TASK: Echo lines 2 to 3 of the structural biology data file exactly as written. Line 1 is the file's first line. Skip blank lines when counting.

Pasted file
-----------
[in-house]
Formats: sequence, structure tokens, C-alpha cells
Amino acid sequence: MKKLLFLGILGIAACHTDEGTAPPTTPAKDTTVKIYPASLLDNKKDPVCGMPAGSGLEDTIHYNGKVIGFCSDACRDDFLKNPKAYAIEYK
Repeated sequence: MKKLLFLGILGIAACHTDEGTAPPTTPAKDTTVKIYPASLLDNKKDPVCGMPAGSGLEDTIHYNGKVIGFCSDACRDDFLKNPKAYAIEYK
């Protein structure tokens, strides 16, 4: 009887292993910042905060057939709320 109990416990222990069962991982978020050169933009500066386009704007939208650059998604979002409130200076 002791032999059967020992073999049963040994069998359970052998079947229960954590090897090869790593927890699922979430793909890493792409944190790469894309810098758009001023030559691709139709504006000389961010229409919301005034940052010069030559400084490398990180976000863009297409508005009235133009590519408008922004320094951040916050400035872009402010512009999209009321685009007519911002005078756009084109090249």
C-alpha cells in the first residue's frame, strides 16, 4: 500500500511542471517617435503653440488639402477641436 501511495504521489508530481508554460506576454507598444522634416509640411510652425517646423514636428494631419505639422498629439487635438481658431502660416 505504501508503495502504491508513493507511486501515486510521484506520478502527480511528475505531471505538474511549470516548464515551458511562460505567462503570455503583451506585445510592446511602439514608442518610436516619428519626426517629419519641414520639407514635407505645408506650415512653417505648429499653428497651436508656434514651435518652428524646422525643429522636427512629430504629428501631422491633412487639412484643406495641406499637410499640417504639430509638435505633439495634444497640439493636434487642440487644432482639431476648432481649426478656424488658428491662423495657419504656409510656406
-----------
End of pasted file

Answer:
Formats: sequence, structure tokens, C-alpha cells
Amino acid sequence: MKKLLFLGILGIAACHTDEGTAPPTTPAKDTTVKIYPASLLDNKKDPVCGMPAGSGLEDTIHYNGKVIGFCSDACRDDFLKNPKAYAIEYK